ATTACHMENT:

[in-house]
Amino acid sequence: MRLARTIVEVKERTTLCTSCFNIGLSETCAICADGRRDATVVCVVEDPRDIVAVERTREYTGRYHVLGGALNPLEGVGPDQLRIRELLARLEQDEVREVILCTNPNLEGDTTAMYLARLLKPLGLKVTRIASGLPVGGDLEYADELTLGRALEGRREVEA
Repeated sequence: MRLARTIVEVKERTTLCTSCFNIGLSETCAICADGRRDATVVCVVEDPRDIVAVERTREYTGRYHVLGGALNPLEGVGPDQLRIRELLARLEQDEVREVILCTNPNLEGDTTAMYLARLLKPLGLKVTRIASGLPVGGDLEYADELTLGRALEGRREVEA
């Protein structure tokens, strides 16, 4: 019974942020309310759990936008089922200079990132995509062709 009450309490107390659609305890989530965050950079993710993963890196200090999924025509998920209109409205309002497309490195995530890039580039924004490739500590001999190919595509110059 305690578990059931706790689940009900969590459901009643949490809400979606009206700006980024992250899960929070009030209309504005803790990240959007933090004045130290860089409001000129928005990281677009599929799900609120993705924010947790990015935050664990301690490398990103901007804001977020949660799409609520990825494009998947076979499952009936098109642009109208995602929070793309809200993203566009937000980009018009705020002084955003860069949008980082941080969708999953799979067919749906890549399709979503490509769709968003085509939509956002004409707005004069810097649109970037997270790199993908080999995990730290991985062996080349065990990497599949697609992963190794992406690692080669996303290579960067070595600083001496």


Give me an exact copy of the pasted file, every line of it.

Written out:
[in-house]
Amino acid sequence: MRLARTIVEVKERTTLCTSCFNIGLSETCAICADGRRDATVVCVVEDPRDIVAVERTREYTGRYHVLGGALNPLEGVGPDQLRIRELLARLEQDEVREVILCTNPNLEGDTTAMYLARLLKPLGLKVTRIASGLPVGGDLEYADELTLGRALEGRREVEA
Repeated sequence: MRLARTIVEVKERTTLCTSCFNIGLSETCAICADGRRDATVVCVVEDPRDIVAVERTREYTGRYHVLGGALNPLEGVGPDQLRIRELLARLEQDEVREVILCTNPNLEGDTTAMYLARLLKPLGLKVTRIASGLPVGGDLEYADELTLGRALEGRREVEA
């Protein structure tokens, strides 16, 4: 019974942020309310759990936008089922200079990132995509062709 009450309490107390659609305890989530965050950079993710993963890196200090999924025509998920209109409205309002497309490195995530890039580039924004490739500590001999190919595509110059 305690578990059931706790689940009900969590459901009643949490809400979606009206700006980024992250899960929070009030209309504005803790990240959007933090004045130290860089409001000129928005990281677009599929799900609120993705924010947790990015935050664990301690490398990103901007804001977020949660799409609520990825494009998947076979499952009936098109642009109208995602929070793309809200993203566009937000980009018009705020002084955003860069949008980082941080969708999953799979067919749906890549399709979503490509769709968003085509939509956002004409707005004069810097649109970037997270790199993908080999995990730290991985062996080349065990990497599949697609992963190794992406690692080669996303290579960067070595600083001496």